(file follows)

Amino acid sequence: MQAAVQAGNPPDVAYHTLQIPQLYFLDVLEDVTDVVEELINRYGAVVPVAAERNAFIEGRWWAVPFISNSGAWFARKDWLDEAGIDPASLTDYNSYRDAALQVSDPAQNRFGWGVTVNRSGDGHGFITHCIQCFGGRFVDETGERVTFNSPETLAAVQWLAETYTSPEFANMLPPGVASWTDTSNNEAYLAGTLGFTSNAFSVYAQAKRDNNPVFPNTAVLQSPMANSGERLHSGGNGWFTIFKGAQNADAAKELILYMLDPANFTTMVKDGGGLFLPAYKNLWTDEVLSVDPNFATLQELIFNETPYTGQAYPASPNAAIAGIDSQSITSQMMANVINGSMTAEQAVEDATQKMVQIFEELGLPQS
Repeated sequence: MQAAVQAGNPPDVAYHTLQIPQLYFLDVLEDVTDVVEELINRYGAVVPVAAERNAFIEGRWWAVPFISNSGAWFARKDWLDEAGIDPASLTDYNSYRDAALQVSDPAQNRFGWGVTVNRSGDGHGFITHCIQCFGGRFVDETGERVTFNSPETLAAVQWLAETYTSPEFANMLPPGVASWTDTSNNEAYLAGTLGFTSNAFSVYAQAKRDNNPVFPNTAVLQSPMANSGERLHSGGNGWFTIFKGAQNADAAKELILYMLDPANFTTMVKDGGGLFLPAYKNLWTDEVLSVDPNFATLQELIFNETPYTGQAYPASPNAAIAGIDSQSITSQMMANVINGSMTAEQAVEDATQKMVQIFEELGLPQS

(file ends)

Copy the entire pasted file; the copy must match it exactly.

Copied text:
Amino acid sequence: MQAAVQAGNPPDVAYHTLQIPQLYFLDVLEDVTDVVEELINRYGAVVPVAAERNAFIEGRWWAVPFISNSGAWFARKDWLDEAGIDPASLTDYNSYRDAALQVSDPAQNRFGWGVTVNRSGDGHGFITHCIQCFGGRFVDETGERVTFNSPETLAAVQWLAETYTSPEFANMLPPGVASWTDTSNNEAYLAGTLGFTSNAFSVYAQAKRDNNPVFPNTAVLQSPMANSGERLHSGGNGWFTIFKGAQNADAAKELILYMLDPANFTTMVKDGGGLFLPAYKNLWTDEVLSVDPNFATLQELIFNETPYTGQAYPASPNAAIAGIDSQSITSQMMANVINGSMTAEQAVEDATQKMVQIFEELGLPQS
Repeated sequence: MQAAVQAGNPPDVAYHTLQIPQLYFLDVLEDVTDVVEELINRYGAVVPVAAERNAFIEGRWWAVPFISNSGAWFARKDWLDEAGIDPASLTDYNSYRDAALQVSDPAQNRFGWGVTVNRSGDGHGFITHCIQCFGGRFVDETGERVTFNSPETLAAVQWLAETYTSPEFANMLPPGVASWTDTSNNEAYLAGTLGFTSNAFSVYAQAKRDNNPVFPNTAVLQSPMANSGERLHSGGNGWFTIFKGAQNADAAKELILYMLDPANFTTMVKDGGGLFLPAYKNLWTDEVLSVDPNFATLQELIFNETPYTGQAYPASPNAAIAGIDSQSITSQMMANVINGSMTAEQAVEDATQKMVQIFEELGLPQS